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Wild, Jonathan (c.1682–1725). Thief-taker and anti-hero. Trained as a buckle-maker, Wild's imprisonment for debt brought him into contact with the underworld, then into handling stolen property. He circumvented the 1707 Act which made fences accessories by deliberately planning robberies from identifiable victims, from whom he could then claim reward money on return of their property. Ostensibly an instrument of justice by apprehending criminals whose conviction would be rewarded, he simultaneously organized his own thieves into allotted gangs, supporting but controlling them by ‘bringing them to justice’ if he chose. His activities prompted a statute whereby receiving a reward for returning deliberately stolen goods was an offence comparable to the felony (1718), but the self-delusion that his public services outweighed his own crimes eventually ended at Tyburn.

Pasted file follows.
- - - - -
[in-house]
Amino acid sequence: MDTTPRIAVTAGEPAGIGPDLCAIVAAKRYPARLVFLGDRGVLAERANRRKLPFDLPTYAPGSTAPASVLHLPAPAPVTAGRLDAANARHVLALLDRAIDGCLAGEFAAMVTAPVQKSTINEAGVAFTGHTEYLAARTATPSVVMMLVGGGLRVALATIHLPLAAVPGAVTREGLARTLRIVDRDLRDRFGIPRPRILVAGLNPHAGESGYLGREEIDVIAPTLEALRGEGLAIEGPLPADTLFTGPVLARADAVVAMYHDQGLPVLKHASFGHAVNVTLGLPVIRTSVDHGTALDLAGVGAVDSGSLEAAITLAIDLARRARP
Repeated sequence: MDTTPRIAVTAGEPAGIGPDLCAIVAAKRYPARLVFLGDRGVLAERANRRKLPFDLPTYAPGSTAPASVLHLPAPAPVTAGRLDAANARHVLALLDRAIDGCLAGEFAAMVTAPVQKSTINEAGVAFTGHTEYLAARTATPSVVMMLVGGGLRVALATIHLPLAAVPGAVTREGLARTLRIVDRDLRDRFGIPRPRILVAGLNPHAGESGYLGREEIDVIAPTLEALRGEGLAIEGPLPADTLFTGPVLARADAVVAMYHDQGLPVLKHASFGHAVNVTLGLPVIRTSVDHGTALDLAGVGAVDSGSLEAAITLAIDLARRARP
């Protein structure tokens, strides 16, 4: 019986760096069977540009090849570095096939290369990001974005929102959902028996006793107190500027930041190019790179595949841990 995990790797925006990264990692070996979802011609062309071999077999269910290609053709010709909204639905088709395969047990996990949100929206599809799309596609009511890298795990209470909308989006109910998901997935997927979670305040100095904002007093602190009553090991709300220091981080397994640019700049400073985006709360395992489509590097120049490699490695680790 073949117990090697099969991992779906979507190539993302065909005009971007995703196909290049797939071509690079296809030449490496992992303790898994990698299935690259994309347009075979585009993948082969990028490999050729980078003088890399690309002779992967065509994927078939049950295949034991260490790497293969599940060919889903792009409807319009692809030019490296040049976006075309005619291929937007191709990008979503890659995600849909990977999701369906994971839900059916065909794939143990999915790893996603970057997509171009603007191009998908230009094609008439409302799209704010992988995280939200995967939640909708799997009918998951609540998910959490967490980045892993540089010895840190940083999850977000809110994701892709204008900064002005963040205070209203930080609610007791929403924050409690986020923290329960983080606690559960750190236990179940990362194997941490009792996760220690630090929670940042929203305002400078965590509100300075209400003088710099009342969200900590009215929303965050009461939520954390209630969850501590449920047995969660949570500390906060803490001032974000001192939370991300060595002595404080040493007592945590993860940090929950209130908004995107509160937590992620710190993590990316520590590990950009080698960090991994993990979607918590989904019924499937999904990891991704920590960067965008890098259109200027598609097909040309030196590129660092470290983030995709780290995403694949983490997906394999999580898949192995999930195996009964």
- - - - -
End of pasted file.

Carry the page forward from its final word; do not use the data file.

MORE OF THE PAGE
A. S. Hargreaves